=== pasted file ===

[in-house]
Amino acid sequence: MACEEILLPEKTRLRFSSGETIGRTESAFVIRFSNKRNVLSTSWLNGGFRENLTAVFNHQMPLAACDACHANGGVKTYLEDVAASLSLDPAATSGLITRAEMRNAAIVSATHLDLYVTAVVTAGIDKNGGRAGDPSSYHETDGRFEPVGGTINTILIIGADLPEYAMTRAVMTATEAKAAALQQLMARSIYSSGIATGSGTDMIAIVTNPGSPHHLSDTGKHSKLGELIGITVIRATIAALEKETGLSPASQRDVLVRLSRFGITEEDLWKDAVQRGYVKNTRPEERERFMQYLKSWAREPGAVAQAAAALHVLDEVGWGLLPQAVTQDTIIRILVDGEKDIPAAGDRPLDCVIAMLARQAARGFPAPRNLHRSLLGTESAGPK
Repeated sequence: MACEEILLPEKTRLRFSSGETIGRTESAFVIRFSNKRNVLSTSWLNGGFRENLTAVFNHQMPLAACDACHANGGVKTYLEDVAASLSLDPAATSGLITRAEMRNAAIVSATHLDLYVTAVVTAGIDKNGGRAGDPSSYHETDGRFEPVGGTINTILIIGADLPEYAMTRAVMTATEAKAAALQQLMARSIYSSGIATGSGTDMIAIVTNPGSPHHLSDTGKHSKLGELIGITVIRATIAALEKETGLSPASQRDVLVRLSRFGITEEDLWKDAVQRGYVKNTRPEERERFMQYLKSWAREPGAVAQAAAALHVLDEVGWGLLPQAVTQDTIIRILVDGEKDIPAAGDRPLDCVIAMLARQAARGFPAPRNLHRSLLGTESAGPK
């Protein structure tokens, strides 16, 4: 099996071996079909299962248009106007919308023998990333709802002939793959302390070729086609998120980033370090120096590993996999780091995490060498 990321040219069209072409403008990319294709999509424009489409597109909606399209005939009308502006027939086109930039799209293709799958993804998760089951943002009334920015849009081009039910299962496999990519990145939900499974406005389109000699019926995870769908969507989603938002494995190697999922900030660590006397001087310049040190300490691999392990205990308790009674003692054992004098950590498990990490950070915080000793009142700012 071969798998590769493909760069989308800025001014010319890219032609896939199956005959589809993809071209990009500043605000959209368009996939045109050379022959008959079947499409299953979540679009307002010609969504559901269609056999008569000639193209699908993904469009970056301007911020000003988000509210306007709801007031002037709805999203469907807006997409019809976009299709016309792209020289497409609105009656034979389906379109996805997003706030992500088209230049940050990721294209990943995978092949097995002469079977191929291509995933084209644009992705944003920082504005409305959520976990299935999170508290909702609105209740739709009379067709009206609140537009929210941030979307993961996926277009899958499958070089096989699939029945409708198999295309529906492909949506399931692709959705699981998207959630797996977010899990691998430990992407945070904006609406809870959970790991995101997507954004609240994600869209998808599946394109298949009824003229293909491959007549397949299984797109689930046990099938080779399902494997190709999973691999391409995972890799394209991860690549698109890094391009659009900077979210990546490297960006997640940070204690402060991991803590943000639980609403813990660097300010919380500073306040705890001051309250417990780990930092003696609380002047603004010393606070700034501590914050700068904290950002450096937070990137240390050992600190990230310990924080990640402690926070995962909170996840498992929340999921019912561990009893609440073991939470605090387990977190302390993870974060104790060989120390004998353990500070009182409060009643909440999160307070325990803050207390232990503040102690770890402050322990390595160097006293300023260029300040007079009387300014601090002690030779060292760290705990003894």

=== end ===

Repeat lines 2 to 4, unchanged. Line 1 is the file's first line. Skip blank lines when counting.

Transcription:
Amino acid sequence: MACEEILLPEKTRLRFSSGETIGRTESAFVIRFSNKRNVLSTSWLNGGFRENLTAVFNHQMPLAACDACHANGGVKTYLEDVAASLSLDPAATSGLITRAEMRNAAIVSATHLDLYVTAVVTAGIDKNGGRAGDPSSYHETDGRFEPVGGTINTILIIGADLPEYAMTRAVMTATEAKAAALQQLMARSIYSSGIATGSGTDMIAIVTNPGSPHHLSDTGKHSKLGELIGITVIRATIAALEKETGLSPASQRDVLVRLSRFGITEEDLWKDAVQRGYVKNTRPEERERFMQYLKSWAREPGAVAQAAAALHVLDEVGWGLLPQAVTQDTIIRILVDGEKDIPAAGDRPLDCVIAMLARQAARGFPAPRNLHRSLLGTESAGPK
Repeated sequence: MACEEILLPEKTRLRFSSGETIGRTESAFVIRFSNKRNVLSTSWLNGGFRENLTAVFNHQMPLAACDACHANGGVKTYLEDVAASLSLDPAATSGLITRAEMRNAAIVSATHLDLYVTAVVTAGIDKNGGRAGDPSSYHETDGRFEPVGGTINTILIIGADLPEYAMTRAVMTATEAKAAALQQLMARSIYSSGIATGSGTDMIAIVTNPGSPHHLSDTGKHSKLGELIGITVIRATIAALEKETGLSPASQRDVLVRLSRFGITEEDLWKDAVQRGYVKNTRPEERERFMQYLKSWAREPGAVAQAAAALHVLDEVGWGLLPQAVTQDTIIRILVDGEKDIPAAGDRPLDCVIAMLARQAARGFPAPRNLHRSLLGTESAGPK
């Protein structure tokens, strides 16, 4: 099996071996079909299962248009106007919308023998990333709802002939793959302390070729086609998120980033370090120096590993996999780091995490060498 990321040219069209072409403008990319294709999509424009489409597109909606399209005939009308502006027939086109930039799209293709799958993804998760089951943002009334920015849009081009039910299962496999990519990145939900499974406005389109000699019926995870769908969507989603938002494995190697999922900030660590006397001087310049040190300490691999392990205990308790009674003692054992004098950590498990990490950070915080000793009142700012 071969798998590769493909760069989308800025001014010319890219032609896939199956005959589809993809071209990009500043605000959209368009996939045109050379022959008959079947499409299953979540679009307002010609969504559901269609056999008569000639193209699908993904469009970056301007911020000003988000509210306007709801007031002037709805999203469907807006997409019809976009299709016309792209020289497409609105009656034979389906379109996805997003706030992500088209230049940050990721294209990943995978092949097995002469079977191929291509995933084209644009992705944003920082504005409305959520976990299935999170508290909702609105209740739709009379067709009206609140537009929210941030979307993961996926277009899958499958070089096989699939029945409708198999295309529906492909949506399931692709959705699981998207959630797996977010899990691998430990992407945070904006609406809870959970790991995101997507954004609240994600869209998808599946394109298949009824003229293909491959007549397949299984797109689930046990099938080779399902494997190709999973691999391409995972890799394209991860690549698109890094391009659009900077979210990546490297960006997640940070204690402060991991803590943000639980609403813990660097300010919380500073306040705890001051309250417990780990930092003696609380002047603004010393606070700034501590914050700068904290950002450096937070990137240390050992600190990230310990924080990640402690926070995962909170996840498992929340999921019912561990009893609440073991939470605090387990977190302390993870974060104790060989120390004998353990500070009182409060009643909440999160307070325990803050207390232990503040102690770890402050322990390595160097006293300023260029300040007079009387300014601090002690030779060292760290705990003894």